I am always struck by how David radiates kindness in his videos. It is clear he has a heart for teaching, and he has an enthusiasm for wanting to bring beginners gently yet thoroughly into this wonderful world of yoga. Thank you so much!

Dalya
January 19, 2019
Comment:

For a long time I had this question "How do I combine full breathing with tucking my belly?". Now I know.
Thank you very much David.

Yogi Paul
July 3, 2018
Comment:

I have been practicing yoga for over 15 years and I have always wondered how I should breath and engage my core correctly. Thank you for this video. Now I feel I will be able to practice with more energy with the safety of my correct core engagement.
Cheers!

peppe
March 20, 2018
Comment:

Hi David,
Maybe it is stupid question, but I got confused about breathing. You explained the "belly breathing" at the beginning, and then you introduced the concept of bandha, where we don't let the diafram going down (unlike the 3 parts breathing). My question is simple: which one is the right way of breathing during practice? Should I fill up the belly and then up to the ribs and so on...or I should use the bandha and keep the pelvic muscles on...or maybe all together?? Thanks, great video btw ;)

kavitadrake
January 12, 2018
Comment:

It seemed kinda odd to have a whole yoga class (or two in this case!) where you just sat there and breathed. A few hours after doing this class, however, I could feel that my core muscles had definitely had a workout! You know that pleasant ache that comes from engaging a muscle that needs to develop more strength. I got that "just" from sitting and breathing during this video. So cool! Eager to work on the bandhas more.

gloonie1
August 1, 2017
Comment:

Good video David, and very informative! How important is it to isolate the pelvic floor lift from an anal or sphincter lift? Are they all connected, or does Mula bandha aim at somewhere in the middle of the pelvic floor.

David Procyshyn
August 31, 2017
Comment:

Thanks!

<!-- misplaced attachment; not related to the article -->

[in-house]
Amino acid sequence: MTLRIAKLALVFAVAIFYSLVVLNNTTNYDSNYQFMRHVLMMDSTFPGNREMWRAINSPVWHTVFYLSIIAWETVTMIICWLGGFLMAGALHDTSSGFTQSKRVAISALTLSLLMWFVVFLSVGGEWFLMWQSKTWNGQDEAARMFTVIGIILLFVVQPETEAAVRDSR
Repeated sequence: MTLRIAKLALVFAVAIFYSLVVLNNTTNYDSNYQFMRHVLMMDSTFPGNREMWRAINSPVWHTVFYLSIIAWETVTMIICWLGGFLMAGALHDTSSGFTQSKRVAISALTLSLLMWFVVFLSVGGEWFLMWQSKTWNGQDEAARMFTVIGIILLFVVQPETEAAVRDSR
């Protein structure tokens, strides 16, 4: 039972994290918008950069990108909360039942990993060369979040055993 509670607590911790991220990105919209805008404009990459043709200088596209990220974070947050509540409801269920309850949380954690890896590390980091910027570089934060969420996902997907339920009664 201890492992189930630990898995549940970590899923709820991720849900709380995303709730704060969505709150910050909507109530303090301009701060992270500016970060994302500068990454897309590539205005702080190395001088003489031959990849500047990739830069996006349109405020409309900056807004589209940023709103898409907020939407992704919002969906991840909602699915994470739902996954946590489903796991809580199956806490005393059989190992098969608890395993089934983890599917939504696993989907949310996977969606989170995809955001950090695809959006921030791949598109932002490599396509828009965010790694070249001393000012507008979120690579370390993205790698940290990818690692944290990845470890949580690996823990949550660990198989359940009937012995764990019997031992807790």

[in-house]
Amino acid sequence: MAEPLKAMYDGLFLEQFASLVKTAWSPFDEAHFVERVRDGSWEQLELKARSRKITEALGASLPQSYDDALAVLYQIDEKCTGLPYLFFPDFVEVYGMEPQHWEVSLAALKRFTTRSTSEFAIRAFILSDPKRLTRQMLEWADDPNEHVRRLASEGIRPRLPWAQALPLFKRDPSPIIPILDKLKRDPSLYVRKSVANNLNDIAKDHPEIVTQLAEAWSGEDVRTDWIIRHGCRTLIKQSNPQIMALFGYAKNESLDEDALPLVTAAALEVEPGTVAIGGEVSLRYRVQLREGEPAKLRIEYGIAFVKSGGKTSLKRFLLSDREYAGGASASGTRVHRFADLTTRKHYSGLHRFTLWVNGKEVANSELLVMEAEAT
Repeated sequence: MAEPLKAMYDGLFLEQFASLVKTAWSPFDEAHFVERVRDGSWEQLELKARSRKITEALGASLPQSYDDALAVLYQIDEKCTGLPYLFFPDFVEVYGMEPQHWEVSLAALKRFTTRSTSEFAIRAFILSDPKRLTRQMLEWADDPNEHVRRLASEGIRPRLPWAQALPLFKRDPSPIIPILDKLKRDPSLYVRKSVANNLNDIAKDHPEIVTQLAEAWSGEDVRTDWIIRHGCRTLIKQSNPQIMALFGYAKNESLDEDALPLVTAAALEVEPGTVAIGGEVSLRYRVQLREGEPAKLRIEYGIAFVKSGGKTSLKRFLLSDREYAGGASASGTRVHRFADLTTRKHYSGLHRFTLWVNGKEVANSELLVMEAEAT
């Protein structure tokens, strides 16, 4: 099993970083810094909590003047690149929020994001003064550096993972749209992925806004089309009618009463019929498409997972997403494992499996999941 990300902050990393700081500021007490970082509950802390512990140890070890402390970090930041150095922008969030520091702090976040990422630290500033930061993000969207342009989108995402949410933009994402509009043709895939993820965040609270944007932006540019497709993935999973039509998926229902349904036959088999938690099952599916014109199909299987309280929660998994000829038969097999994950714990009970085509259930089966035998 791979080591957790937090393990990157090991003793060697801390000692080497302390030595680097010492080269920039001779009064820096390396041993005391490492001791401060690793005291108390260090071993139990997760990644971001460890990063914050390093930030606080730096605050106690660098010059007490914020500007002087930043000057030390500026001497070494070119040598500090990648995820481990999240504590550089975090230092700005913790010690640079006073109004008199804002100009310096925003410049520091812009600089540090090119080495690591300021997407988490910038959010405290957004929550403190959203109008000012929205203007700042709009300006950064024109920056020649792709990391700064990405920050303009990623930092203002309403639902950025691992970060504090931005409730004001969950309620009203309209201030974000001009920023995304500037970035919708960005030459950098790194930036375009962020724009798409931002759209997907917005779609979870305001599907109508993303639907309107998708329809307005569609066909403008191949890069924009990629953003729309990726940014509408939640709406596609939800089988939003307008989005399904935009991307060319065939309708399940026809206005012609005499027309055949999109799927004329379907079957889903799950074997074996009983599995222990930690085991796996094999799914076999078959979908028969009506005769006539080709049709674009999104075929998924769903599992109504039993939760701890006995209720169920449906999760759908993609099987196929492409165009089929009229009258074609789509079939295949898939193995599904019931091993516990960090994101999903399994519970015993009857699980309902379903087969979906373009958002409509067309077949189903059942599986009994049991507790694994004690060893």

Wherever you look for information on this, you'll find different advice. In my experience, the main contraction comes from muscles that are between the pubic bone and tailbone (in the middle), but there still is muscle engagement around the anal sphincter. I'm not sure if it matters, though. The most important aspect is connecting the lift that you feel when you engage the pelvic floor with the energy that moves up the spine to the head, creating physical and energetic length and lightness in the spine.

DeWaat
May 20, 2017
Comment:

Thank you for this video. The last years I've been noticing that sometimes during the day or during meditation or practice I would randomly start contracting my pelvic floor. I could never understand why I did this or why this muscle even is there. If it really is about stability, then this video is a great opportunity to start exploring and using this sensation and these muscles for the good of my health.
Do you have any sources of where you learned this information?

David Procyshyn
August 31, 2017
Comment:

Thanks for the message. It's great to hear that you're connecting with the pelvic floor contraction. We don't have any further resources - I learned this over the years that I studied yoga with my various instructors.
Take care,
David

Rbreid73
April 2, 2017
Comment:

This is what I love about DYWM classes. I only had a short amount of time, and having done the 1st of these 3 classes, I was interested to understand more about breathing and the bandhas. Not only did I learn a lot in a short amount of time, I also felt so much better for it. David's teaching style is perfectly paced, allowing me to focus on the internal workings of my body as I breathe. Can't wait for class 3.

Tanja Andrea
March 14, 2017
Comment:

A very informative and well explained video. Looking forward to the third one. It's always nice to know how to improve one's yoga practice, and how to breath and use the bandhas properly during a yoga class is something I've been particularl interested in. So thank you very much for the theory session.